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Planning A Business Conference

The word conference can strike fear into many, however, they really are not as complicated to plan as they seem. You just need to make sure you are prepared to give your all into the planning and organising phases and then everything else should just fall into place.

Step 1: Who is your audience?

Ultimately this will be the factor that makes your conference a success or failure. You need to ensure you have your target audience clearly in mind otherwise you’ll find you either don’t get as many attendees as you’d like or you get the wrong sort of people attending. Having your audience firmly in mind right from the start will also enable you to better consider which issues and themes would be most interesting to them.

Step 2: What is the most suitable date?

It is never a good idea to just settle on a date without checking on a number of other things first, such as:

- Does the date fall on a weekend? Business conferences are never as popular on the weekend.  

- Have you checked the date’s not a bank holiday? This is a common mistake!

- Does the date fall within the school holidays? You’ll get a number of people failing to attend due to family commitments.

- Have you checked there are no other business conferences planned on that date? It’s hard enough to get people to attend with competing against other companies and event organisers!

Step 3: Sorting out the finances

Your budget will very much depend on the kind of conference you are planning to hold. No matter what you have planned you will definitely need to have a firm budget set. This budget needs to be as detailed as possible, including everything, right from the rental price of where the conference is being held right down to the company pens you might be providing.

Plan your budget months in advance since this will allow you to see if you require additional monies, perhaps from a sponsor, who might identify with your company in some way. It’s also worthwhile considering whether attendees would be willing to pay a registration fee. This is a very good way to recoup conference costs, pay for speakers and even turn a profit. Be reasonable though, after all it’s only a business conference not a rock concert!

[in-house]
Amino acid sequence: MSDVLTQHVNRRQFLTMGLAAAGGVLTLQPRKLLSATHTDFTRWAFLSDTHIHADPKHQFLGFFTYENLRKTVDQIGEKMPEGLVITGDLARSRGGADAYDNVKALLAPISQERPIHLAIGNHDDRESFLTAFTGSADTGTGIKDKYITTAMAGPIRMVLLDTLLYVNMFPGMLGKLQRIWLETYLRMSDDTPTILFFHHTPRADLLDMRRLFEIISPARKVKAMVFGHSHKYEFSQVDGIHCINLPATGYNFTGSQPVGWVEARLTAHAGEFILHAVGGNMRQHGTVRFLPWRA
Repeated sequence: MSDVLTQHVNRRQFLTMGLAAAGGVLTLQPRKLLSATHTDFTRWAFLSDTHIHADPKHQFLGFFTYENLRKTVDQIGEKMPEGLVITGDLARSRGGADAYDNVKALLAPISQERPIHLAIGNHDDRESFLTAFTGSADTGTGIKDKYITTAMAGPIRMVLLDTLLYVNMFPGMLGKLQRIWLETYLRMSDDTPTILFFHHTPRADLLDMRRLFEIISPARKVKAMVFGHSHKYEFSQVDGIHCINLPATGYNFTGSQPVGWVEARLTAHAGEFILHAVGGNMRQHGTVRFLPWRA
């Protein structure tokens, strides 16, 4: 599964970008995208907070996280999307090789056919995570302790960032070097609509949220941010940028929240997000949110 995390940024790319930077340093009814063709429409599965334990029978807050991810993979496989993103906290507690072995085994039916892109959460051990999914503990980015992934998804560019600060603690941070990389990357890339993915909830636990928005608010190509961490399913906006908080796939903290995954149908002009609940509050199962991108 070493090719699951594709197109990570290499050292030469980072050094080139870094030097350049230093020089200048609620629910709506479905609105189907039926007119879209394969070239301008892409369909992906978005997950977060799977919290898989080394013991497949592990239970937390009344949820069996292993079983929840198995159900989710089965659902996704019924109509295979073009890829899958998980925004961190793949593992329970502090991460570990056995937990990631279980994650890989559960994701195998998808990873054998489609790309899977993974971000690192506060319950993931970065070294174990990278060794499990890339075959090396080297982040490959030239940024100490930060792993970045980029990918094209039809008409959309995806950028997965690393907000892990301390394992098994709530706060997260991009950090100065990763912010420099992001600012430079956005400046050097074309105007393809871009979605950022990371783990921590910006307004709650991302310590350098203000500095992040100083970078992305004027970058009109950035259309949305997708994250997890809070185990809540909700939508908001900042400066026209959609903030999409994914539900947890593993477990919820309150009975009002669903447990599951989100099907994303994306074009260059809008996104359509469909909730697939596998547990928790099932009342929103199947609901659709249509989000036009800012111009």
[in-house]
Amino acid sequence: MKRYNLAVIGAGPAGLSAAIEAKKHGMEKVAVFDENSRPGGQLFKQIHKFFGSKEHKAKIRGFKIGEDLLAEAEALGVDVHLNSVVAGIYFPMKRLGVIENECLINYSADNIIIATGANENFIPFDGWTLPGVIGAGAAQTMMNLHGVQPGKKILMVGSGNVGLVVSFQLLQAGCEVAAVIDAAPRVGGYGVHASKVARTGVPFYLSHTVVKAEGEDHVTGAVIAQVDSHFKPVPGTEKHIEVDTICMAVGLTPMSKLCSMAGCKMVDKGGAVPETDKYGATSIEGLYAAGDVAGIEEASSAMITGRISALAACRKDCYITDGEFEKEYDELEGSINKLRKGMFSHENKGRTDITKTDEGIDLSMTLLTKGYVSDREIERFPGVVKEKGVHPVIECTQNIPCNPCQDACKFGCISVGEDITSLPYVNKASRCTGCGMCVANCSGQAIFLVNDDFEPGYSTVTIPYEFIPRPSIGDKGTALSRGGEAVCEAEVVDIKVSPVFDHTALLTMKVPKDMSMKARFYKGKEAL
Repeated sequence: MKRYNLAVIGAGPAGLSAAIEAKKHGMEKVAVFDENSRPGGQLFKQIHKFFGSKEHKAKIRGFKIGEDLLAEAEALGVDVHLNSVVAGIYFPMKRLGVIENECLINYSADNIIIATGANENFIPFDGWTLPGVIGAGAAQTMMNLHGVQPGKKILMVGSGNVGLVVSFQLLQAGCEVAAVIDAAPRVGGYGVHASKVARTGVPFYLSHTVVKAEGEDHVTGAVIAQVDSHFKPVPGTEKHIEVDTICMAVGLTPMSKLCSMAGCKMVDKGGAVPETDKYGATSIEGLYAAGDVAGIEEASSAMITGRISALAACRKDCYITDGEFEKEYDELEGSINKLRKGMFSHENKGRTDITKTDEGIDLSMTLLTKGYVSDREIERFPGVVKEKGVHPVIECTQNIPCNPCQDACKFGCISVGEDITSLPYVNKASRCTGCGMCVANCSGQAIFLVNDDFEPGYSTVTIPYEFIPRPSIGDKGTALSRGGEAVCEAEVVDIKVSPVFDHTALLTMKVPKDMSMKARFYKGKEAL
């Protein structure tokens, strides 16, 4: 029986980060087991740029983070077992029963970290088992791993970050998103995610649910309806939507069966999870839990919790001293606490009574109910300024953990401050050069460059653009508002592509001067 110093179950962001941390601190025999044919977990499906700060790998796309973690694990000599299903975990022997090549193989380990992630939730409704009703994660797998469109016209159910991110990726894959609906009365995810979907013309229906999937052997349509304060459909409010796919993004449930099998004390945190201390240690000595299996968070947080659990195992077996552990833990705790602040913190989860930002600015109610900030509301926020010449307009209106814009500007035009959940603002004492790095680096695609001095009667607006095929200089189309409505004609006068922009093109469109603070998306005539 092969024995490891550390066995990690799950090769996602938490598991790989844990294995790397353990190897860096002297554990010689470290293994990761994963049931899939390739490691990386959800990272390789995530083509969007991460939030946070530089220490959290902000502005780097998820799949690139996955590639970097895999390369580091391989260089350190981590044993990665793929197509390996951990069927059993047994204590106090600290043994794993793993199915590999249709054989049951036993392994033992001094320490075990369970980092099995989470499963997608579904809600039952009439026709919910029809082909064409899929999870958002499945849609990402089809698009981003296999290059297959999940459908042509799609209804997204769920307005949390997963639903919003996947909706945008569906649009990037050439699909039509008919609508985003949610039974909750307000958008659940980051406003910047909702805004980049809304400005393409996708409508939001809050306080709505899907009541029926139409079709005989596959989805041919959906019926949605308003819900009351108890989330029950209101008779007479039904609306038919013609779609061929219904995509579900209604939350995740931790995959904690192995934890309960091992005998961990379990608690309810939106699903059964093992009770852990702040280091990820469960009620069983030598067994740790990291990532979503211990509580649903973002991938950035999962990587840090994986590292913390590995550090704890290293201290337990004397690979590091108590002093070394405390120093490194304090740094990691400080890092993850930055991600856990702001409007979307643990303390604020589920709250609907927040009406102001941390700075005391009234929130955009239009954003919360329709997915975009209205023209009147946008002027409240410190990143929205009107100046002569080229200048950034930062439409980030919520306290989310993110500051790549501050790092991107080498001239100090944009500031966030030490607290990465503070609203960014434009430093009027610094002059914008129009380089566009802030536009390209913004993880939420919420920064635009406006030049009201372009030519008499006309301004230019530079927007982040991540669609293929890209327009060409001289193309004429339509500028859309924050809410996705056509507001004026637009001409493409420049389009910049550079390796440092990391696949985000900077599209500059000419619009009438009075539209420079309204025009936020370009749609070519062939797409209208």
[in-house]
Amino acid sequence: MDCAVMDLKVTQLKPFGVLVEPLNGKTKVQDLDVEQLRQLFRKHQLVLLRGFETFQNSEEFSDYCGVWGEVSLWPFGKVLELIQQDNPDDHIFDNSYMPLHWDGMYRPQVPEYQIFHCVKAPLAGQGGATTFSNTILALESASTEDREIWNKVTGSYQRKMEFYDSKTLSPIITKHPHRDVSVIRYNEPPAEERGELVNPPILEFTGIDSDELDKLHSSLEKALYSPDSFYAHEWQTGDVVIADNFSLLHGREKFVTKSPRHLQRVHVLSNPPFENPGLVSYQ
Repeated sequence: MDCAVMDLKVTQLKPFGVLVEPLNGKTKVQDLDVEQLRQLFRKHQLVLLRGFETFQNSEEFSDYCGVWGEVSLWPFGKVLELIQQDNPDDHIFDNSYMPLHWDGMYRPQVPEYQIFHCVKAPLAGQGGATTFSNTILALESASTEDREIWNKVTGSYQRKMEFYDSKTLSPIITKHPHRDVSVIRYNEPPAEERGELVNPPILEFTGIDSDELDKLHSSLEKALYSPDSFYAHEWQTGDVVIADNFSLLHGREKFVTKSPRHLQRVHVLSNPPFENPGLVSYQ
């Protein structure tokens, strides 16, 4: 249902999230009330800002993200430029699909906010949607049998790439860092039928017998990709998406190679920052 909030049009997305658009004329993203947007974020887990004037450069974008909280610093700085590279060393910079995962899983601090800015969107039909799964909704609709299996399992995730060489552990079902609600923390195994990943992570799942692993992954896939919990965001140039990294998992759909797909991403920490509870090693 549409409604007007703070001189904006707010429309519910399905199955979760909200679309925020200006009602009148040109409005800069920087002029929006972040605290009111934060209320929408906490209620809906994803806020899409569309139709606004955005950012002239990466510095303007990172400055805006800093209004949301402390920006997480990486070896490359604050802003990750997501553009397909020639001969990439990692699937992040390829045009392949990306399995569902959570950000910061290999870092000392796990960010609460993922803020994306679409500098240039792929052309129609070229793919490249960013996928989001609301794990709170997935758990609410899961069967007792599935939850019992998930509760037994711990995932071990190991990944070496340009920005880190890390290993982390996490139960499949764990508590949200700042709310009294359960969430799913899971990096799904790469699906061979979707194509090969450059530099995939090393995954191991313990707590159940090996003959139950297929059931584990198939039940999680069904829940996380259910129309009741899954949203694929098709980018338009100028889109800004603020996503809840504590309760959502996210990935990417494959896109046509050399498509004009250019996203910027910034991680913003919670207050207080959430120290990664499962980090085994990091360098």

Step 4: Choosing the best location

There are a number of things to think about when deciding on a location for your conference, for instance below you’ll find a number of useful considerations:

- Cost of hire (obviously one of the most important factors) and do they provide tables, chairs, projectors, pens, notepads etc.

- Is it easy to get to? Are there nearby transport links and do these run regularly?

- Are there disabled facilities/ access?

- Is there internet access?

- Is there enough space for all the stalls and different speaker areas you have in mind, in addition to other things such as a registration table and information area?

- What is the maximum capacity of the building? You don’t want to hire a place suitable for 100 people and then invite 300 to your conference!

- Are there enough toilets?

- Is catering provided or do you have to bring in outside help?

Step 5: Deciding on the conference programme

You should make sure you leave yourself plenty of time to plan the actual programme of the conference since this is what will attract your attendees. Once you know what you wish your conference to cover, you will need to plan the following:

- Registration is an important part of the day since you will need to know who attended your conference in order to determine success and send out ‘thank you’ letters and future invitations. Online pre-registration is a good idea since it will allow you to estimate how many people will be attending but you will also definitely need a well-thought out registration process on the day too.

- How your conference sessions are going to be formatted, i.e. how many people in each, how long does each session last etc. Make sure you allow adequate time for each session and include time for questions.

- Conference session placement is very important, for instance, you don’t want to place one of the most important sessions directly before or after lunch or right at the end of the conference since you’ll find people are distracted by hunger, sleepy after eating or just keen to get home.

- Make sure you allow ten minutes or so between each session’s start and finish time, otherwise people won’t get a break and will feel harassed.

- End the conference at a good time, allowing people to get home at a reasonable hour without hitting heavy commuter traffic, otherwise people will just leave early anyway.

One of the most important things to plan out for your business conference will be how you get feedback from your attendees. Feedback is critical to ensure you pick up any errors that have been made during the day. You therefore need to organise a feedback form they can fill out on the day and hand in or alternatively an email which can be sent out to them once you have checked they attended.


James writes for Cranfield Technology Park. When not writing, he can often be found planning conferences, birthday parties, and bar mitzvahs.